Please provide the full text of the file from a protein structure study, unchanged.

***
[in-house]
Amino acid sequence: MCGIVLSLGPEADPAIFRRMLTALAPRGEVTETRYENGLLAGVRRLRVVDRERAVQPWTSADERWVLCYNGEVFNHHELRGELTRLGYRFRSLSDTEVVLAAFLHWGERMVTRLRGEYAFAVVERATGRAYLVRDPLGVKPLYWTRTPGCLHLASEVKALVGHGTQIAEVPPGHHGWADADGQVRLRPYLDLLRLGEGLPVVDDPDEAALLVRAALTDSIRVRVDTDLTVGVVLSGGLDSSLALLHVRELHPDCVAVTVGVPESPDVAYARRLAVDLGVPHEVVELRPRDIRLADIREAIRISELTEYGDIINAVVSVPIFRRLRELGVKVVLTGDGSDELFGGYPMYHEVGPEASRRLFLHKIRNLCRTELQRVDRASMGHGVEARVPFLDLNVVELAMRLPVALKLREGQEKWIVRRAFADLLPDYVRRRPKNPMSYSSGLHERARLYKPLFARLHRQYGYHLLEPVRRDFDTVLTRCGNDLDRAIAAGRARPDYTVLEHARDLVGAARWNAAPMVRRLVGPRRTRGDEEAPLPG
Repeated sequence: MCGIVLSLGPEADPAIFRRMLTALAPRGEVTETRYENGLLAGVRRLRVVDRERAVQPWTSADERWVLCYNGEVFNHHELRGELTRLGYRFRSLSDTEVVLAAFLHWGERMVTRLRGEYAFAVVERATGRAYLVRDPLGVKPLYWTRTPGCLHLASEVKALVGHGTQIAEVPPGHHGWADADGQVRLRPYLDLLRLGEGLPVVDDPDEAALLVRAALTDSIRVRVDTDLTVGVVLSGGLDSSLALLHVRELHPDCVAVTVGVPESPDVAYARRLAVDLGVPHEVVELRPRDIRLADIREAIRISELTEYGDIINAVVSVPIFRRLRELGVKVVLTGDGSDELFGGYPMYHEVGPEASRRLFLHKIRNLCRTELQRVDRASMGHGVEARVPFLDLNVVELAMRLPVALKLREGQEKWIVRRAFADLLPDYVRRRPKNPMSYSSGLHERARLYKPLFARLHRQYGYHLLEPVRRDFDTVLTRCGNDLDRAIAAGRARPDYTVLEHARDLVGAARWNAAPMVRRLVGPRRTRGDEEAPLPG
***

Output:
[in-house]
Amino acid sequence: MCGIVLSLGPEADPAIFRRMLTALAPRGEVTETRYENGLLAGVRRLRVVDRERAVQPWTSADERWVLCYNGEVFNHHELRGELTRLGYRFRSLSDTEVVLAAFLHWGERMVTRLRGEYAFAVVERATGRAYLVRDPLGVKPLYWTRTPGCLHLASEVKALVGHGTQIAEVPPGHHGWADADGQVRLRPYLDLLRLGEGLPVVDDPDEAALLVRAALTDSIRVRVDTDLTVGVVLSGGLDSSLALLHVRELHPDCVAVTVGVPESPDVAYARRLAVDLGVPHEVVELRPRDIRLADIREAIRISELTEYGDIINAVVSVPIFRRLRELGVKVVLTGDGSDELFGGYPMYHEVGPEASRRLFLHKIRNLCRTELQRVDRASMGHGVEARVPFLDLNVVELAMRLPVALKLREGQEKWIVRRAFADLLPDYVRRRPKNPMSYSSGLHERARLYKPLFARLHRQYGYHLLEPVRRDFDTVLTRCGNDLDRAIAAGRARPDYTVLEHARDLVGAARWNAAPMVRRLVGPRRTRGDEEAPLPG
Repeated sequence: MCGIVLSLGPEADPAIFRRMLTALAPRGEVTETRYENGLLAGVRRLRVVDRERAVQPWTSADERWVLCYNGEVFNHHELRGELTRLGYRFRSLSDTEVVLAAFLHWGERMVTRLRGEYAFAVVERATGRAYLVRDPLGVKPLYWTRTPGCLHLASEVKALVGHGTQIAEVPPGHHGWADADGQVRLRPYLDLLRLGEGLPVVDDPDEAALLVRAALTDSIRVRVDTDLTVGVVLSGGLDSSLALLHVRELHPDCVAVTVGVPESPDVAYARRLAVDLGVPHEVVELRPRDIRLADIREAIRISELTEYGDIINAVVSVPIFRRLRELGVKVVLTGDGSDELFGGYPMYHEVGPEASRRLFLHKIRNLCRTELQRVDRASMGHGVEARVPFLDLNVVELAMRLPVALKLREGQEKWIVRRAFADLLPDYVRRRPKNPMSYSSGLHERARLYKPLFARLHRQYGYHLLEPVRRDFDTVLTRCGNDLDRAIAAGRARPDYTVLEHARDLVGAARWNAAPMVRRLVGPRRTRGDEEAPLPG